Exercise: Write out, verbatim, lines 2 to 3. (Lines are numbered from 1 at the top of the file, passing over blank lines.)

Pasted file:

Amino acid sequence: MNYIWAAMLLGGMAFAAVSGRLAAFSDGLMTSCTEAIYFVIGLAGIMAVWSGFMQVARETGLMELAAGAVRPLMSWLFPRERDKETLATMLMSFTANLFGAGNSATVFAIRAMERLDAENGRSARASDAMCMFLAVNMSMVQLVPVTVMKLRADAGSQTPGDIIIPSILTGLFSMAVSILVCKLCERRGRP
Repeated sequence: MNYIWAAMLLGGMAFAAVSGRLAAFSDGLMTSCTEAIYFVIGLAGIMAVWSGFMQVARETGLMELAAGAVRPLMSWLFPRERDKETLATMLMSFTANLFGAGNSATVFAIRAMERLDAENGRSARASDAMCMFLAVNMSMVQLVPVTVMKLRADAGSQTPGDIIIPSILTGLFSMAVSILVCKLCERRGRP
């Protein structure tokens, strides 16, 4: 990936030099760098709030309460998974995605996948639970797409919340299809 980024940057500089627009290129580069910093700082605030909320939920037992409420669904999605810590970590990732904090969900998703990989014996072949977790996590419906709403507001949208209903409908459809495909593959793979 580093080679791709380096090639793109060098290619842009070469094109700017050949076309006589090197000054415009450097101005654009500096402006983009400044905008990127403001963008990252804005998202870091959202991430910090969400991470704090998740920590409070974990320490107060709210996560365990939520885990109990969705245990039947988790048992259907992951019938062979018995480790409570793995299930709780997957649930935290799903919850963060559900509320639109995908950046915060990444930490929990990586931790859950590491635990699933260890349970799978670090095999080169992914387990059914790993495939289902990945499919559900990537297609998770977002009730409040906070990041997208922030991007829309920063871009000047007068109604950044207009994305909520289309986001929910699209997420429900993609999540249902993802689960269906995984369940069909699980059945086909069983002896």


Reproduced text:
Repeated sequence: MNYIWAAMLLGGMAFAAVSGRLAAFSDGLMTSCTEAIYFVIGLAGIMAVWSGFMQVARETGLMELAAGAVRPLMSWLFPRERDKETLATMLMSFTANLFGAGNSATVFAIRAMERLDAENGRSARASDAMCMFLAVNMSMVQLVPVTVMKLRADAGSQTPGDIIIPSILTGLFSMAVSILVCKLCERRGRP
């Protein structure tokens, strides 16, 4: 990936030099760098709030309460998974995605996948639970797409919340299809 980024940057500089627009290129580069910093700082605030909320939920037992409420669904999605810590970590990732904090969900998703990989014996072949977790996590419906709403507001949208209903409908459809495909593959793979 580093080679791709380096090639793109060098290619842009070469094109700017050949076309006589090197000054415009450097101005654009500096402006983009400044905008990127403001963008990252804005998202870091959202991430910090969400991470704090998740920590409070974990320490107060709210996560365990939520885990109990969705245990039947988790048992259907992951019938062979018995480790409570793995299930709780997957649930935290799903919850963060559900509320639109995908950046915060990444930490929990990586931790859950590491635990699933260890349970799978670090095999080169992914387990059914790993495939289902990945499919559900990537297609998770977002009730409040906070990041997208922030991007829309920063871009000047007068109604950044207009994305909520289309986001929910699209997420429900993609999540249902993802689960269906995984369940069909699980059945086909069983002896």